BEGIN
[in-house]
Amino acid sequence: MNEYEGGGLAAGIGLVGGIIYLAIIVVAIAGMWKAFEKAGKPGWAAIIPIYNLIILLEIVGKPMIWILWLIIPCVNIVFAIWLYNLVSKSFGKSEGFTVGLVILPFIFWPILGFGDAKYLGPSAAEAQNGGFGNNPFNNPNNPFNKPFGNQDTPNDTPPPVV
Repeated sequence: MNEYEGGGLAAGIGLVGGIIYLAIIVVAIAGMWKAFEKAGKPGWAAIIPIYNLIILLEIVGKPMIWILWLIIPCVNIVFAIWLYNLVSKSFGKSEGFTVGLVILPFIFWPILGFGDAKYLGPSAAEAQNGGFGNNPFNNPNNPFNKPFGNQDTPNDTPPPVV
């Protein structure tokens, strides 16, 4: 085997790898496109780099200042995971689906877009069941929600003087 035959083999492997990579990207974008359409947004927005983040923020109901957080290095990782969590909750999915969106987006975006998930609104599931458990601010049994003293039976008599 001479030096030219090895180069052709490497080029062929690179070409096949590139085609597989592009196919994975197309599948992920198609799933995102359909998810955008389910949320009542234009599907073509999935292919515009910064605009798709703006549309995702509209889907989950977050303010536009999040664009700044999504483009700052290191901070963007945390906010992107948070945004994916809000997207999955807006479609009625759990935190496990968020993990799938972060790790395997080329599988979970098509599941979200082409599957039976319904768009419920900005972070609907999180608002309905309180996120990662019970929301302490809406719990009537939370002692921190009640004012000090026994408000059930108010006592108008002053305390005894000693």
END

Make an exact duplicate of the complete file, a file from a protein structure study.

[in-house]
Amino acid sequence: MNEYEGGGLAAGIGLVGGIIYLAIIVVAIAGMWKAFEKAGKPGWAAIIPIYNLIILLEIVGKPMIWILWLIIPCVNIVFAIWLYNLVSKSFGKSEGFTVGLVILPFIFWPILGFGDAKYLGPSAAEAQNGGFGNNPFNNPNNPFNKPFGNQDTPNDTPPPVV
Repeated sequence: MNEYEGGGLAAGIGLVGGIIYLAIIVVAIAGMWKAFEKAGKPGWAAIIPIYNLIILLEIVGKPMIWILWLIIPCVNIVFAIWLYNLVSKSFGKSEGFTVGLVILPFIFWPILGFGDAKYLGPSAAEAQNGGFGNNPFNNPNNPFNKPFGNQDTPNDTPPPVV
């Protein structure tokens, strides 16, 4: 085997790898496109780099200042995971689906877009069941929600003087 035959083999492997990579990207974008359409947004927005983040923020109901957080290095990782969590909750999915969106987006975006998930609104599931458990601010049994003293039976008599 001479030096030219090895180069052709490497080029062929690179070409096949590139085609597989592009196919994975197309599948992920198609799933995102359909998810955008389910949320009542234009599907073509999935292919515009910064605009798709703006549309995702509209889907989950977050303010536009999040664009700044999504483009700052290191901070963007945390906010992107948070945004994916809000997207999955807006479609009625759990935190496990968020993990799938972060790790395997080329599988979970098509599941979200082409599957039976319904768009419920900005972070609907999180608002309905309180996120990662019970929301302490809406719990009537939370002692921190009640004012000090026994408000059930108010006592108008002053305390005894000693």